General Zod actor Michael Shannon compares DC’s The Flash director Andy Muschietti to Man of Steel’s Zack Snyder. Shannon is a very busy man. He’s known for TV roles like in Boardwalk Empire and Waco.
He’s also done theatre like Frankie and Johnny, Killer Joe and Bug. In film, he has been working since his first film Groundhog Day with Bill Murray, and recently, he’s in Bullet Train with Brad Pitt, and Amsterdam with Christian Bale. Now he’s even starting to direct a movie titled Eric Larue which is based on a play of the same name.
The actor will be reprising his role as General Zod in Ezra Miller’s The Flash. He played the main villain General Zod in Zack Snyder’s Man of Steel back in 2013. It’s been pretty much a decade now since then. And his character died at the end of the film. So it was a surprise to him that he was asked to come back.
Michael Shannon Talks About Zack Snyder and Andy Muschietti
In an interview with the Looper, Michael Shannon talks about when he was asked to return to the role of General Zod.
I was a little confused. I said, “As memory serves me, I think I died in ‘Man of Steel.’ Are they sure they got the right guy?” But then they explained to me the whole multiverse phenomenon, which … I was a little behind the times on that.
The actor admitted to not being updated as to the current narrative in superhero movies. Further, he said:
I can’t say that I’m a huge consumer of this genre of films — not that I have anything against them. If I’m going to watch a movie, the odds are it’s not going to be one of those, but I sure love making them.
While it may not be his top choice of genre if he were to watch for entertainment, he certainly still is an actor through and through.
I loved making “Man of Steel,” and I love working with [director] Zack [Snyder], and I felt like it was actually, in a way, a fairly important film. It was nice to revisit the character.
With the span of time, he had to portray the role. It was clear to the actor that the movie as a whole would be essential for the franchise’s future.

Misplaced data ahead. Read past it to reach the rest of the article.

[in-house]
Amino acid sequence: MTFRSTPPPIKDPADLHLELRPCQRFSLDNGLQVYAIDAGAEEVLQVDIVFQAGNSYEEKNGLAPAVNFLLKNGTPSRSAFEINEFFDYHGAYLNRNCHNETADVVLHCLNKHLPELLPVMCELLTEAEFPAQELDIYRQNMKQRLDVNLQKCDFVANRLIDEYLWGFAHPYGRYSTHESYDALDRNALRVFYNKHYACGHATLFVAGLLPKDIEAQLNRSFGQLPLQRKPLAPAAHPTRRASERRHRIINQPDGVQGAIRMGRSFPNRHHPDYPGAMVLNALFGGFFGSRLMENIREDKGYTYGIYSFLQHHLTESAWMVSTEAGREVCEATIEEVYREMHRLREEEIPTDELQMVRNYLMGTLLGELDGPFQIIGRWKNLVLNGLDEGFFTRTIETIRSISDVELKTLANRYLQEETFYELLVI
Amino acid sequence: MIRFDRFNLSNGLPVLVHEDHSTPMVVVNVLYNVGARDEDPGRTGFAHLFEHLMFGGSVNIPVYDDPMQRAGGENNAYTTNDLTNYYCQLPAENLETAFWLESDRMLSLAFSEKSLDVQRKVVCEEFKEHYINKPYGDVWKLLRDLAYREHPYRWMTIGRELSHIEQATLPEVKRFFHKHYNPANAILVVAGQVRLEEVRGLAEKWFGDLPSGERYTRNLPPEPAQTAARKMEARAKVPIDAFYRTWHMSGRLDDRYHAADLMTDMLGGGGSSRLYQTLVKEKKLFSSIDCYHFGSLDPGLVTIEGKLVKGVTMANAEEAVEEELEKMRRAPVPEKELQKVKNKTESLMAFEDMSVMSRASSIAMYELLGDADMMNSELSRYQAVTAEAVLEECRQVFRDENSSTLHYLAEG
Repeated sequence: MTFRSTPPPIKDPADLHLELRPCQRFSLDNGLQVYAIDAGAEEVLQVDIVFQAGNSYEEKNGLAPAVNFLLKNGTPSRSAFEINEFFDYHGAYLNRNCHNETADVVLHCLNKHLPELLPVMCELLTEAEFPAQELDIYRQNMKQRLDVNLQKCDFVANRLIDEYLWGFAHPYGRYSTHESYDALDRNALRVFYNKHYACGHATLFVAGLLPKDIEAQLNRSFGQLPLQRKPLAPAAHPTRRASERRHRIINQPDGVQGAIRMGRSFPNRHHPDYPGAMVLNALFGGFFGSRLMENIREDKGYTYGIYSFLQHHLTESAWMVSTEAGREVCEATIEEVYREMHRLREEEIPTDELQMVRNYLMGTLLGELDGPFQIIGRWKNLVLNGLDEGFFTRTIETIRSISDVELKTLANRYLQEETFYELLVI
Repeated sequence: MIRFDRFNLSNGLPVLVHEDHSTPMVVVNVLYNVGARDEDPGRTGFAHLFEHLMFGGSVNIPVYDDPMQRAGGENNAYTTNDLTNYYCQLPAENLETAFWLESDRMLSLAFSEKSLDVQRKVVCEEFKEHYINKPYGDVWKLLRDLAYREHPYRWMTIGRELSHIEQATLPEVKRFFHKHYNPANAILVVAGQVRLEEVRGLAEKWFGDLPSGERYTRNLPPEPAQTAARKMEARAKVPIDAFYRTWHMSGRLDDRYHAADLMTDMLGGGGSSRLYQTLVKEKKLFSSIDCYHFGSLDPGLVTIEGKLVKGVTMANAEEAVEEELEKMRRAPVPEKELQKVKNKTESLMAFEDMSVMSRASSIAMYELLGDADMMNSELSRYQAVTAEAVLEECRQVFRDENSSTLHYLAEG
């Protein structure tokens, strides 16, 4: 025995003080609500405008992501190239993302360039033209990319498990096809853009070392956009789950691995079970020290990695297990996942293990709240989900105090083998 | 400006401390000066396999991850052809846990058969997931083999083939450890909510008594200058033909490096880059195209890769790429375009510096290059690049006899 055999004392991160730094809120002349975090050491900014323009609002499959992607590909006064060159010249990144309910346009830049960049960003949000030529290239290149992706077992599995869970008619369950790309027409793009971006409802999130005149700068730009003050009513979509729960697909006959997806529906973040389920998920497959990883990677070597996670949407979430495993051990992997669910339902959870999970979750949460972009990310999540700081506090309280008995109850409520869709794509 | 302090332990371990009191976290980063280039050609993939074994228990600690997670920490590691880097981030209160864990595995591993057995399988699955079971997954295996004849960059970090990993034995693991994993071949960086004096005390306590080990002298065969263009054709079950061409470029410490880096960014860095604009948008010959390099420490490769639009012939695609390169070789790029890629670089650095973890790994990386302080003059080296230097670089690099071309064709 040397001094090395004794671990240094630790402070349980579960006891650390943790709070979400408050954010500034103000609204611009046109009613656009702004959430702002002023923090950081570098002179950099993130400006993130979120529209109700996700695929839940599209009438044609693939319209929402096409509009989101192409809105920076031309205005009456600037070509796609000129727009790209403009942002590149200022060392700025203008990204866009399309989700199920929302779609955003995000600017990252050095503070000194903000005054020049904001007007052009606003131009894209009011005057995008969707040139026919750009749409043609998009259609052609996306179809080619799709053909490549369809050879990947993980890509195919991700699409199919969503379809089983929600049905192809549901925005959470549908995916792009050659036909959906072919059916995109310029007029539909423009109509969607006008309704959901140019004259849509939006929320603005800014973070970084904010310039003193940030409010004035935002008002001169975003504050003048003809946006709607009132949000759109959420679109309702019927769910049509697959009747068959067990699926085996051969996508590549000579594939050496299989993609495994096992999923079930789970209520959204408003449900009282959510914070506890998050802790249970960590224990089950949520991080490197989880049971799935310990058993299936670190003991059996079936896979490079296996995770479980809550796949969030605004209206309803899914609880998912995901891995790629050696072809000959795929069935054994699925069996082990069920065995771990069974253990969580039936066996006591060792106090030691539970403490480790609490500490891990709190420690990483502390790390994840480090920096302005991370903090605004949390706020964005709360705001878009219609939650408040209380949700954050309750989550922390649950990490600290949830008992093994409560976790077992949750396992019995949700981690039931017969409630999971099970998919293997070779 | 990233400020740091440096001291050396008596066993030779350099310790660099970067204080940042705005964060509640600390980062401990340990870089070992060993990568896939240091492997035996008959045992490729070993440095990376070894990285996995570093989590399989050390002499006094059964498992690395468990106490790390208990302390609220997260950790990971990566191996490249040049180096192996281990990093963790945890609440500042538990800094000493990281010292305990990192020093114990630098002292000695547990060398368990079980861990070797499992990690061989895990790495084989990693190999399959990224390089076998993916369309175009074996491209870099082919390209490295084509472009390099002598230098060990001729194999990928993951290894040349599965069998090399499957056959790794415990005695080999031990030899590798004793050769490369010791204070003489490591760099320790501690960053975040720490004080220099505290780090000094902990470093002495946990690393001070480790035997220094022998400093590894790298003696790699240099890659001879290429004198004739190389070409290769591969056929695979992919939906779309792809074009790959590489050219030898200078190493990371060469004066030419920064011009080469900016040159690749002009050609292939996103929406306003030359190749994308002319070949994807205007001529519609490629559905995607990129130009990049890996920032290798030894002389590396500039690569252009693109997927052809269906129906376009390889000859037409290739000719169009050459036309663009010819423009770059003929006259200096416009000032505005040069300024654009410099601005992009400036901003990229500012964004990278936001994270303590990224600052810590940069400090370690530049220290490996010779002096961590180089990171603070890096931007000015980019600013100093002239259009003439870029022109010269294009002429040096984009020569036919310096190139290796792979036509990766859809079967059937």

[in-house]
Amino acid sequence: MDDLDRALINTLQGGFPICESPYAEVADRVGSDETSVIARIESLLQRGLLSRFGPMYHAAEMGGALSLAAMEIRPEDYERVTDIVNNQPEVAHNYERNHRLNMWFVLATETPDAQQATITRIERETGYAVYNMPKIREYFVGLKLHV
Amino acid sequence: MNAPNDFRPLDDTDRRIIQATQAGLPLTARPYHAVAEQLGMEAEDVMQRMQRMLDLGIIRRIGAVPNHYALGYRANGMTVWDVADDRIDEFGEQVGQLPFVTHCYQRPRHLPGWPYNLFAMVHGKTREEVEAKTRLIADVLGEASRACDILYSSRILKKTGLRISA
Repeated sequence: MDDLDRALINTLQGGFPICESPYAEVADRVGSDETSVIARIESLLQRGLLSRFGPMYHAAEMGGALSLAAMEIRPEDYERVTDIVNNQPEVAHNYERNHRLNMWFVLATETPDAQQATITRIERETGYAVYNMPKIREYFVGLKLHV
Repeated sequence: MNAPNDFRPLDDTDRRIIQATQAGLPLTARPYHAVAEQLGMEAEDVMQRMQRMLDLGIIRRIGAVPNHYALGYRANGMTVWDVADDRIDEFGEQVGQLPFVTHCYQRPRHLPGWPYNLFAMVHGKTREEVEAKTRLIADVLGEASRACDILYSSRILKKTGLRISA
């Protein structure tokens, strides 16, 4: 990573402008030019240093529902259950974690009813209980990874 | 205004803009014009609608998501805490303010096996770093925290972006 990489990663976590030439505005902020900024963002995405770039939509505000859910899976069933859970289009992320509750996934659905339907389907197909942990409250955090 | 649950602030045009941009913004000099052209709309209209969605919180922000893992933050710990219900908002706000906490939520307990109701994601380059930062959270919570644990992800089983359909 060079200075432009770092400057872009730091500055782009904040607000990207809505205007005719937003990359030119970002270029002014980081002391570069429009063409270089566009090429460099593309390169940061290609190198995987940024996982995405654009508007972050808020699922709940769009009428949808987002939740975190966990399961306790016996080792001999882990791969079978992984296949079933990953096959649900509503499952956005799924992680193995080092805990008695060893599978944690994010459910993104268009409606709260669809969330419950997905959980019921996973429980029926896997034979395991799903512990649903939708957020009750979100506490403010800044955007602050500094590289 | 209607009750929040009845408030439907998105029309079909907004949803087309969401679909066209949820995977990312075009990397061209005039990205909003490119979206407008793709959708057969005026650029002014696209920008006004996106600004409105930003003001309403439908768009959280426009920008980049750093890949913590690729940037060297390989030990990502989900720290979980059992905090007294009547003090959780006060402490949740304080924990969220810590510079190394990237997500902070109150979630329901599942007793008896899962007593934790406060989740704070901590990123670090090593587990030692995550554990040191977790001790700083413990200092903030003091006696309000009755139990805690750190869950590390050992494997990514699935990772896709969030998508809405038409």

I wasn’t there for a terribly long time. I was in and out in a couple of weeks, so it was a nice way to spend a bit of my summer in England. Andy’s a lovely guy and a great artist, visually, and I had a blast.
Michael Shannon gave some detail about the difference between his first and second portrayals. As this upcoming movie will showcase a different yet highly similar version, he still knew that the movie is about the hero’s journey. He concluded:
I tried to get back into his skin. He’s a little different in this film. He’s a little more … I don’t know how to put it. You don’t spend as much time with him, so you don’t really get to know as much about what he’s thinking. It’s not necessarily his movie. That’s the thing with these multiverse movies — you get a little bit of this and a little bit of that. But it’s really Ezra [Miller’s] movie.
General Zod Michael Shannon Talks About Two DC Directors
In another interview with Collider, while promoting his comedy film A Little White Lie, he said about working with Muschietti:
Andy came highly recommended from other friends I have that have worked with him. Everybody who works with him just adores him. He’s really creative, I mean, much like Zack [Snyder] was, and very very visual. He’s a brilliant artist. He would just do these drawings while we were rehearsing and every time he did it I was like, “Can I keep that? That’s really amazing.” And I actually have one of them at home. But, yeah, really I would like to work with him again, frankly, if the opportunity arises because it was a lot of fun.
Saying that the second portrayal is a bit “more”, there is a possibility that Zod in The Flash could have more than just his mission as he did in Man of Steel. Any character in the upcoming movie who will have a different version has an opportunity to display a certain ‘unseen’ side.
However, the bottom line remains that he had positive work experience with both directors. Feeling that his first run as Zod was a highly important film which suggests to me that the production was more serious and intense than in The Flash. And that was something he found significant for Snyder. That experience made him welcome the chance to be Zod again.
In the upcoming movie, he recalled his experience with Muschietti in a more fun tone and in his words, he had a “blast”. Specifically recalling instances and repeatedly citing his amazement with regard to Muschietti’s visual skills, he knew art when he saw it.
While he experienced two distinctly different directing styles, he respects and values the insights of both. Likewise, he looks forward to the possibility of working with either of the two again someday.
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